I decided to pass close by Isla Isabela to remind myself of the general layout and main anchorage in the S of the island. It's a bird reserve and a great place to chill out and enjoy snorkelling and walking. Boobies and frigate birds nest here and there are lots of iguanas. The high cliffs and dramatic stacks close offshore are white with guano.
I expect to make Punta de Mita soon after sunset to anchor there overnight before heading to La Cruz de Juanacaxtle tomorrow morning.

image83cebca9d9effc50e05e1da336064ee7 image6cdd7a879adbd8cd7aa5c3f5f1c485b4 image20d54d5b38b1299822c92d177e193a16

Old Mazatlan Harbour approach with distinctive high Hill to N of entrance not long after leaving.
Was having a good sail until just before 6pm , often well over 6kt in a good wind but then the wind began to die and our speed dropped a good knot... Land cooling down now...so lessening the enhanced onshore breeze. Forecast is for lighter winds over next day or so so I expect to have to do some motoring before this passage is finished.



Monday 20 February 2017

Had an absolutely wonderful sail over from San Jose de Cabo! With full genoa and two reefs in the main, we made 6-7 knots of speed in a good N wind despite the 2m swell on the beam that was constantly rolling us about. Not long before dawn, the wind had finally veered from the unexpected Southerly that had appeared on Sunday morning in San Jose whose harbour entrance had finally been left behind in the early afternoon bright sunshine.

My main worry was the timing of our entry over the entrance bar at Mazatlan, Having been there before, I knew how nasty it could be in the wrong conditions but I was relieved to find that there would be a prolonged stand of high water around the time of our expected arrival. That meant we were more likely to be able to enter safely, given the swell which was not likely to die down in the good wind we were enjoying, although the water was shallow for quite some way off the harbour entrance, which would help.

With our excellent speed over the day, I reckoned we'd just get there around sunset but it would be touch and go. Daylight would be helpful to see the narrow shallow winding entry channel clearly, as well as for negotiating the bar just before. My back-up plan was to anchor a short distance off in a popular anchorage between the shore and an island close by.

Of course, we were making such excellent speed under sail as we closed the coast that I had to plan ahead carefully - the sun had already just set so daylight was beginning to fade. I hoped to remember where a possible berth was that I'd been told was free - was it a port or starboard tie? I seemed to remember port. but wasn't completely sure.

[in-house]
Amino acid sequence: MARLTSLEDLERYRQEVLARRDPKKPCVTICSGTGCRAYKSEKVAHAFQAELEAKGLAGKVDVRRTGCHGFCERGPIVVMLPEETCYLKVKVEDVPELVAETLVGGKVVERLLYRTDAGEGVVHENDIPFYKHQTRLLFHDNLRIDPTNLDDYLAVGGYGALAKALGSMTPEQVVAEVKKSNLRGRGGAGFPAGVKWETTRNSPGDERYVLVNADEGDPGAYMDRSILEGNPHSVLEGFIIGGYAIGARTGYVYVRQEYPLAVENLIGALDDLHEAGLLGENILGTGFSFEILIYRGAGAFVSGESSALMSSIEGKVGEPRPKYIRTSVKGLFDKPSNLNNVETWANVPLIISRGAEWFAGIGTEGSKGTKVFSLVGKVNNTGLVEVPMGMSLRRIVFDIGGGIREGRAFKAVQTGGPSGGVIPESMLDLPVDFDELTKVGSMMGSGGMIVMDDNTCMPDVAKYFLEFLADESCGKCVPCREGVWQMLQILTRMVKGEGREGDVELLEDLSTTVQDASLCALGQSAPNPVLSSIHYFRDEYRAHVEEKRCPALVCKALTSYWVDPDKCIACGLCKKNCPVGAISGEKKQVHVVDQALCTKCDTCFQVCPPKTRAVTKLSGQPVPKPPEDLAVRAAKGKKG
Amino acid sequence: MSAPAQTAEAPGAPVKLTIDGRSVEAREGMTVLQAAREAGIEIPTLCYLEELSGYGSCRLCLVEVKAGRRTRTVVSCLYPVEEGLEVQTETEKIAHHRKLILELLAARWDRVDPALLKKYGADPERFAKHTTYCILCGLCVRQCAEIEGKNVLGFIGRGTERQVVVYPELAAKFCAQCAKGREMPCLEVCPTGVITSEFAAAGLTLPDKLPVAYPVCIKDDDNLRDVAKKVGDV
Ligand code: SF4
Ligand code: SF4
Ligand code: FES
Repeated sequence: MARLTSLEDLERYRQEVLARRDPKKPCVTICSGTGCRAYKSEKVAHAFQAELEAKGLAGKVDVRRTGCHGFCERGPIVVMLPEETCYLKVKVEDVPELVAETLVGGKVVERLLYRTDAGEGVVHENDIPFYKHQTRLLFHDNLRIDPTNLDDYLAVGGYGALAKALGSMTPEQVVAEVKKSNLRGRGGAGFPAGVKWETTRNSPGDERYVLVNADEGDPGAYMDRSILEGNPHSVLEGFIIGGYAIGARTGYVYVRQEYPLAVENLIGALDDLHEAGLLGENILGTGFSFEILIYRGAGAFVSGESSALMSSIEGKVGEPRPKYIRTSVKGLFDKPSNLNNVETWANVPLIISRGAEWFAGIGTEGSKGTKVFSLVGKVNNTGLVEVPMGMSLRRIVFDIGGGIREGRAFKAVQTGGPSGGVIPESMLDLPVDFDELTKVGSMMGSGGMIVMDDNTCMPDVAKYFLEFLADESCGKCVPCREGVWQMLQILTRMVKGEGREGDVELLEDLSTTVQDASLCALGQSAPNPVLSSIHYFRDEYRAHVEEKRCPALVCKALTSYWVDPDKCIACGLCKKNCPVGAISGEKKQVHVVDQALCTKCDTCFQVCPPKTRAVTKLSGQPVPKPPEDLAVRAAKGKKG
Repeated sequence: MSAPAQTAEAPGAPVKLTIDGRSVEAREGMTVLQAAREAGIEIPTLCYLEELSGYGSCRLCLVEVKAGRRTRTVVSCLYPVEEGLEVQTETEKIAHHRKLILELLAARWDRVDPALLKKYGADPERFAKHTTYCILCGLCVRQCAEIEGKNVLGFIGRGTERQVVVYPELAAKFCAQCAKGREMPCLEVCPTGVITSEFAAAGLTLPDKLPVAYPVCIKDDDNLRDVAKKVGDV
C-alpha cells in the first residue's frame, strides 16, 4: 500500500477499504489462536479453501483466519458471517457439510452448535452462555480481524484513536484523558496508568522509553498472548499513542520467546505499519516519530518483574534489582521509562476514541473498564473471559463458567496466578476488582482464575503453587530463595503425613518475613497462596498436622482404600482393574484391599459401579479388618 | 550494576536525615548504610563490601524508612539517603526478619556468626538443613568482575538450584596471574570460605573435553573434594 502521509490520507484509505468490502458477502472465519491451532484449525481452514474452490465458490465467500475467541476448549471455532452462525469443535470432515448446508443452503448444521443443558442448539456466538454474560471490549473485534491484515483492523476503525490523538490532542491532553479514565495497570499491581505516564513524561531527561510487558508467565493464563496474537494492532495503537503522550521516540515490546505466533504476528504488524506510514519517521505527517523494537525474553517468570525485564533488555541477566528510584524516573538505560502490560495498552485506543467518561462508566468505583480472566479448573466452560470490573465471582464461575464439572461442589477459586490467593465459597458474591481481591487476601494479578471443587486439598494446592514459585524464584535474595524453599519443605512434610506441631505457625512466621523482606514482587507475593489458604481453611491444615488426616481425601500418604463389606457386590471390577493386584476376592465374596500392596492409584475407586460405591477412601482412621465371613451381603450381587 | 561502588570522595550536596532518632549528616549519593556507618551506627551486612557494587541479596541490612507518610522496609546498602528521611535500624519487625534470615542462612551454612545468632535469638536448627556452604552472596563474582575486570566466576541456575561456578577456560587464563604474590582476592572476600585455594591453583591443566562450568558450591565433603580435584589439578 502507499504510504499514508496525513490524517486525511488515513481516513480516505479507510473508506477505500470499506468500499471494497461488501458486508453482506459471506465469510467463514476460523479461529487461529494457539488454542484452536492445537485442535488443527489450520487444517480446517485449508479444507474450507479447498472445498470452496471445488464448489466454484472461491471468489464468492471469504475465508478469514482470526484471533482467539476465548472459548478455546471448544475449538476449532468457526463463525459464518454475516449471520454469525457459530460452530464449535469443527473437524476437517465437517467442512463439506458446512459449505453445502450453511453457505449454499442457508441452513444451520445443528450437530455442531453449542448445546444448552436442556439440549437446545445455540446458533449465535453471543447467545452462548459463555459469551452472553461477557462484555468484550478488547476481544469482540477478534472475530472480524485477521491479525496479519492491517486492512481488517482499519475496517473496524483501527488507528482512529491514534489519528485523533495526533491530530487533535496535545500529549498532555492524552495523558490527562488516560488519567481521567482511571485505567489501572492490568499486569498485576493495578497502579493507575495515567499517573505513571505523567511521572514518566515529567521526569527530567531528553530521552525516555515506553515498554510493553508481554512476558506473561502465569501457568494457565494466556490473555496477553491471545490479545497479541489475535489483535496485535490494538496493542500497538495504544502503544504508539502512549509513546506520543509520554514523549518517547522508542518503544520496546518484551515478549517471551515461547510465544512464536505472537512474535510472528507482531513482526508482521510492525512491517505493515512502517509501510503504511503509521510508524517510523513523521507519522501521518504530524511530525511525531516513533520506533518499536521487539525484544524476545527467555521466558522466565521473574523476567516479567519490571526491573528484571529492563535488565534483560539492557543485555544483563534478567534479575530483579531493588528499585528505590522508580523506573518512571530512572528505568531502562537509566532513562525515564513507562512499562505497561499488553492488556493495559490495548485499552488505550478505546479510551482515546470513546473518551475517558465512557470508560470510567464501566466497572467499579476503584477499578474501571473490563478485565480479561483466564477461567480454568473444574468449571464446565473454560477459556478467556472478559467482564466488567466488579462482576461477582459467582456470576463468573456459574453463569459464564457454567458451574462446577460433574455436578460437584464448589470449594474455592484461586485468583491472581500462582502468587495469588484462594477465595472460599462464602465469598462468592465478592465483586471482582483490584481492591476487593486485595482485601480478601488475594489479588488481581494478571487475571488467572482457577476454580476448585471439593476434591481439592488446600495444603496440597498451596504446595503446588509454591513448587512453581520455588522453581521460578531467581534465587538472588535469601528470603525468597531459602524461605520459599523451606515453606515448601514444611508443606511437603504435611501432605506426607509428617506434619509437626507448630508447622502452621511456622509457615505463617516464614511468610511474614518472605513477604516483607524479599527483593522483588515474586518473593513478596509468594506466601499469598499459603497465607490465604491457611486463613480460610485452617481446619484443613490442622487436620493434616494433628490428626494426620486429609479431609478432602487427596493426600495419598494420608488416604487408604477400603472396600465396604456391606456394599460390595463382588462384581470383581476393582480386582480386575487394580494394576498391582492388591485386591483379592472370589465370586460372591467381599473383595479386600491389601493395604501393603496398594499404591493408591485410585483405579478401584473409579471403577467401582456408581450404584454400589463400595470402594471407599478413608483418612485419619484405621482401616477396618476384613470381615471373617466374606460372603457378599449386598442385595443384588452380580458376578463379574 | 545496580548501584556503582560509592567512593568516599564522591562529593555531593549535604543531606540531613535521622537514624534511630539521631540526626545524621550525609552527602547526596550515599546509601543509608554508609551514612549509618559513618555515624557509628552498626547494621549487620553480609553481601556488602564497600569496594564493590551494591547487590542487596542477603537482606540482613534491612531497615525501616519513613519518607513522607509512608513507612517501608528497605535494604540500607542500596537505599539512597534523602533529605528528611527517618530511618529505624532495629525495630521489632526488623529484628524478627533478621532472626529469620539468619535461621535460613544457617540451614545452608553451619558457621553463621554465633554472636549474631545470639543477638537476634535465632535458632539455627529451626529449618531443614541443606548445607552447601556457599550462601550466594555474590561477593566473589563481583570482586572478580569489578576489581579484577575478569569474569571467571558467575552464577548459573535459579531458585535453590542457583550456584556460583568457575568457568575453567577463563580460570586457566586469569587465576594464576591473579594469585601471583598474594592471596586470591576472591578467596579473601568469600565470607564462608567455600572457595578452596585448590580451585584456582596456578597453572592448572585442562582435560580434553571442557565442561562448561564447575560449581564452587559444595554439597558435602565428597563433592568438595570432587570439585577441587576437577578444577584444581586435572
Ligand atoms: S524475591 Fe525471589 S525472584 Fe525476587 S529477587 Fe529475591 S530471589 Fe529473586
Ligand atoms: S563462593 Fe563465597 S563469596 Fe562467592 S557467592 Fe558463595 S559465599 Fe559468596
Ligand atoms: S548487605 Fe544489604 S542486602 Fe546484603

Put out fenders and lines to port in the rough seas and hope for the best - worse case scenario would be to back off and change them all over. (Otherwise, put out fenders and lines on both sides - time-consuming - so that was a no-no!) I seemed to remember there was a problem with a lot of shallows around the marina area, so preferred to ready the boat for docking in advance of my arrival.

Ease the genoa sheets and furl in the full genoa - flapping madly - heart in mouth - would it furl in OK in view of previous problems? Easy, easy. No problema! It came in smoothly - big relief!!

Head upwind, with mainsail halyard prepared so it was free to run through the clutch. Drop it. Run forward to finish the job and secure the halyard and headboard.

Twilight. Head to the winking red and green lights at the harbour entrance - at speed, heart in mouth again - heart rate definitely well up! (Remember it's 'red right returning' here) I reckoned it was better to head to and over the bar fast, to maintain steerage in the beam-on seas, than to go slowly - I could always quickly ease off the engine revs the moment we were safely over.

We were swung about a lot as we got close. Light was almost gone.. Stay in the middle, keeping a constant eye on water depth, and don't get taken too far off to starboard where it shallows fast (I spotted a small winking white light warning of the edge of those shallows - I'd forgotten that was there). Stay in the middle.. We were over!

Follow the winding channel. eye on depth all the time. dark now. Head up and around to La Isla Mazatlan marina - watch out for several unlit tall piles looming up out of the darkness to starboard. I'm trying to remember where I'm supposed to be headed. Going very slowly now, to be safe.. On approaching the docks, I began to call out for help - to find the right berth and to get in safely in the darkness. There were lights inside some of the boats so, hopefully, people were on board. Suddenly, I saw people moving - and calling back to me - great! Approached the dock - port tie! - people there to help with lines. Thank you! My friends Gillian and Al, from my visit here two years earlier, had told people to expect me - so they were listening out - thanks again! Roberto, of 'Destiny' informed me we'd met at Svenson's in Alameda . ten years ago! Marie and Guy, of 'Notre Reve' invited me over for a celebratory drink when I was ready. I happily accepted and later spent a few hours relaxing with them before crashing out in my bunk to make up for lost sleep.

Plans while here are to climb the mast today (Tuesday) to investigate the problem at the mast head and also see what is catching on the genoa top furler to make it misbehave as it has been recently. and deal with a few other problems, if possible - plans put on hold while I relax over a very late, leisurely breakfast, before checking in with Marissa in the marina office.

This morning, the sun is shining brightly, a small flock of the many waders in this area are flying overhead, it's getting very warm - welcome to Mazatlan!

North wind up nicely now, so sailing at well over 6kt after beautiful clear night full of stars - Southern Cross and Milky Way clear to view.
Good-sized swell so we're rolling about rather a lot.
Hope to make Mazatlan soon after sunset today - with some daylight still, if I'm lucky.
Time for breakfast now after quick radio contact made earlier with two ham friends - one in California, the other in New Mexico.


image8e6352a4a833c7b56dbd17e8c9d87fe0



All content and photos on this website copyright © Jeanne Socrates - All rights reserved world wide except where noted.
Website design and maintenance donated by One Web Company
Site Map